Douglas Coupland is a novelist and visual artist. If you don’t know who he is, read this extensive Wikipedia entry because there’s too much for a short introduction. We spoke to him while he was visiting Toronto’s Interior Design Show to promote a furniture collection for SwitzerCultCreative. Studio Beat isn’t in the habit of providing character assessments with our interviews, but we feel compelled to note that Douglas Coupland was an absolute delight. He rules, you guys.
Even on the best writing day of your life, you’re only going to write for two hours, so you have 22 hours to kill. You sleep eight, but there’s still another 14. In the 90s, I moved away from visual stuff, thinking that I could only do one thing at a time, which I think was a waste of 10 years when I could have been doing a lot of other things.
You write something and there’s a part of you that’s still writing in the back of your head–churn, churn, churn. If I’m working with material or doing something visual, I come back to writing and it’s magically worked itself out. I don’t know what it looks like from the outside, but if I feel like I’m being busy, it’s a failure. It has to be a natural sequence from one thing to another. I also believe that if it feels like homework, stop and reassess why it feels like homework and why you’re doing it. That’s good advice for anything you’re doing in life.
Ontologically, visual art and design take place in space and books take place in time. Although, there are time-based artists, obviously, the work oxidizes or has some other time-based function. Do books exist as objects? Anyway, you’ve got words and you’ve got pictures. You’ve got fiction and non-fiction. So, my brain divides it up. It’s so mechanical in this drawing. It’s much more wonderful, really, touching on all of these areas. Sometimes when you’re in deadline mode, you can neglect the other bits but even’t then, not by much. I still have to touch base with them.
[Douglas Coupland’s drawing of his brain.]
I structure my life so that I never have to wake up to do something. I schedule phone calls for the afternoon because if I know I have to wake up for something, no matter what it is, I’ll wake up several times earlier thinking, ‘Should I be up yet?’. My whole sleep is disturbed–chopped up and wasted. I think sleep is very important for creative process.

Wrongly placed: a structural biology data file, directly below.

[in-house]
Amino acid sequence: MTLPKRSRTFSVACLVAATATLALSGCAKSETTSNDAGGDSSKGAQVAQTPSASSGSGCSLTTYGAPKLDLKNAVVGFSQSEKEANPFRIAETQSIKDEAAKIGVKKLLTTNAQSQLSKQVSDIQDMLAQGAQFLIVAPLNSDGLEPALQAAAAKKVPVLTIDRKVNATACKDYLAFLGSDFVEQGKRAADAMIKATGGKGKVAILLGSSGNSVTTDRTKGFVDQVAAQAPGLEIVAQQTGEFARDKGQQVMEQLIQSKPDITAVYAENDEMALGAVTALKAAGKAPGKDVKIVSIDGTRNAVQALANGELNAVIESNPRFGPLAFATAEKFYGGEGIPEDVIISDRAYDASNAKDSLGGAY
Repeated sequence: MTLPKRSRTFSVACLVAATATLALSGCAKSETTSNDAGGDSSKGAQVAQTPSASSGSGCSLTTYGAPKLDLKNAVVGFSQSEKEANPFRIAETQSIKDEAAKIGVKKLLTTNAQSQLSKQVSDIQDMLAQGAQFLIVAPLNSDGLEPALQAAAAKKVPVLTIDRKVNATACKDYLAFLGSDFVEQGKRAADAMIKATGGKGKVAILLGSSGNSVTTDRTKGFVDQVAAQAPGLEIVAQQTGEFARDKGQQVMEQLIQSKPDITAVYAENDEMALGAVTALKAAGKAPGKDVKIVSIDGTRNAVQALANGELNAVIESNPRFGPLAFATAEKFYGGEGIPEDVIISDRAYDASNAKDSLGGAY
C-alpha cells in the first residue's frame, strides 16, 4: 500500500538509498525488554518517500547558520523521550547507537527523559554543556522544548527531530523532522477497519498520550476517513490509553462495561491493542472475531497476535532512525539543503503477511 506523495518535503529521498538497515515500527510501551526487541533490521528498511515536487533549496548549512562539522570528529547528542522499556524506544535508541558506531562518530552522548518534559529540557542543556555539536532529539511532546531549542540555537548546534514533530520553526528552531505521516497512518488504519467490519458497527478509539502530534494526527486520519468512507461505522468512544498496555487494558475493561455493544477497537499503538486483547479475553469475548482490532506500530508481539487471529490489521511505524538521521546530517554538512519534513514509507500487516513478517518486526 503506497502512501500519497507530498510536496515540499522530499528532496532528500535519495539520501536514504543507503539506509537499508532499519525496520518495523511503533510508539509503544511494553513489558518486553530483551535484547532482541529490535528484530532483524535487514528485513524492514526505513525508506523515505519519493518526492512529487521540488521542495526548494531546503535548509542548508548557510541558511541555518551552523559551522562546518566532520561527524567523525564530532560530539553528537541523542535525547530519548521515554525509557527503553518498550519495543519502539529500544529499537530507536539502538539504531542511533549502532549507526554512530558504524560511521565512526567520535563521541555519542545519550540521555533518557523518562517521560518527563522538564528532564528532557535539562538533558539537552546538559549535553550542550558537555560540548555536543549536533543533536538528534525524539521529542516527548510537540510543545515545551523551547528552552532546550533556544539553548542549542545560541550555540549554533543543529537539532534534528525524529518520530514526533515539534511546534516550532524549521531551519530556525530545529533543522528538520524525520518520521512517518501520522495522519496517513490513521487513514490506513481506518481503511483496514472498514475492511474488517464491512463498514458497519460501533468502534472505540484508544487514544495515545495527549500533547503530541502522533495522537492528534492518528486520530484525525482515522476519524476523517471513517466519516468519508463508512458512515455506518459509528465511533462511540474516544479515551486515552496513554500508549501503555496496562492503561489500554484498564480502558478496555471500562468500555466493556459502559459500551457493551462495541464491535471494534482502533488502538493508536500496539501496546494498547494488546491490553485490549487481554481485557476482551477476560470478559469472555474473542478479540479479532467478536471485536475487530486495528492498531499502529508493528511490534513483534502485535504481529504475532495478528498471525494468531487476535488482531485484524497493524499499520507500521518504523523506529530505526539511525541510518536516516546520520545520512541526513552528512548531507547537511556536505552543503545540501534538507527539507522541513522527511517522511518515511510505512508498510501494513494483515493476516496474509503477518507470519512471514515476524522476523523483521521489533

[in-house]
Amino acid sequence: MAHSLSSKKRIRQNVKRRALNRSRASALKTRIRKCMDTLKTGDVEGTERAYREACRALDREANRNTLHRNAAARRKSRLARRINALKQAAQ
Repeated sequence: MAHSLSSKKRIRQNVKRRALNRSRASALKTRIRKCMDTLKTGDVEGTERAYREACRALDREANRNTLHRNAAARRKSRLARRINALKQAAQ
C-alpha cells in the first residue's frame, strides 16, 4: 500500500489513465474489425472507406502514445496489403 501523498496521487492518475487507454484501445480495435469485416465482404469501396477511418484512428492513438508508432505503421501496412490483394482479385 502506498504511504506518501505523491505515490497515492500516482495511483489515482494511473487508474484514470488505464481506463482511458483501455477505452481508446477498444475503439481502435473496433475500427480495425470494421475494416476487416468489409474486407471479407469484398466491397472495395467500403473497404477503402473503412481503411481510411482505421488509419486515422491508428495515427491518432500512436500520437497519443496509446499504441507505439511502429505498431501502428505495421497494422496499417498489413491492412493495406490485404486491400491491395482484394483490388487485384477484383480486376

It doesn’t matter where I’m living or what part of my life, I go to bed at 2 a.m. and wake up at 10 a.m. or 11. I’ve lived everywhere and that’s what it always turns into. You get quiet time at night. The phone’s not going to ring. What is it with morning people? They’re energetic like, ‘I’m awake! I’m awake!’. For me, waking up is like being thrown into Arctic cold water.
Even if it’s in the city you live in, check into a hotel when you’re on deadline. I’ve done this a few times. You get coffee from room service and the room is familiar yet anonymous and all the little niggly things vanish. You can really power out what you want to finish. Having said that, I like working in planes because it’s the only place in our culture without internet which makes it feel almost magical. You can’t be reached, but the moment the wheels hit the ground, boom, everyone’s on their phones.
In the end, you still have to write every day. I put myself in the position where that can happen. I wrote a book once–I won’t tell you which one–where another part of my life took over and I came back to it and I wasn’t in the headspace. It’s sort of a trance. The canvas is a trance, the book is a trance and once you snap out of it, it’s hard to get back in. That’s where the every day part comes in. You can’t get away from it.
Between being a prima donna and just knowing what I want, I can get the end result close to what I wanted even when working with other people. There’s this series of movies, Final Destination, where they change seats on the plane and the universe conspires to kill them one by one. I think sometimes when you work on a large project it’s like Final Destination except that everyone’s trying to fuck you over and you have to run.
I discovered cooking recently. I couldn’t cook to save my life but now we gutted out the fridge–no more margarine or butter. Dry herbs? Chucked. It’s a new addition to my life I wasn’t expecting in 2013. The thing with cooking is that it’s so manual and social. It’s great. It’s the one art form where you see someone do it once and you know how to do it, but you have to see someone do it once.
[Puts a tissue down on the table] That’s elegant, isn’t it? A stop frame animation of a flower or something.
–Douglas Coupland, as told to Studio Beat
Photos by Courtney Vokey
Visit Douglas Coupland’s website here.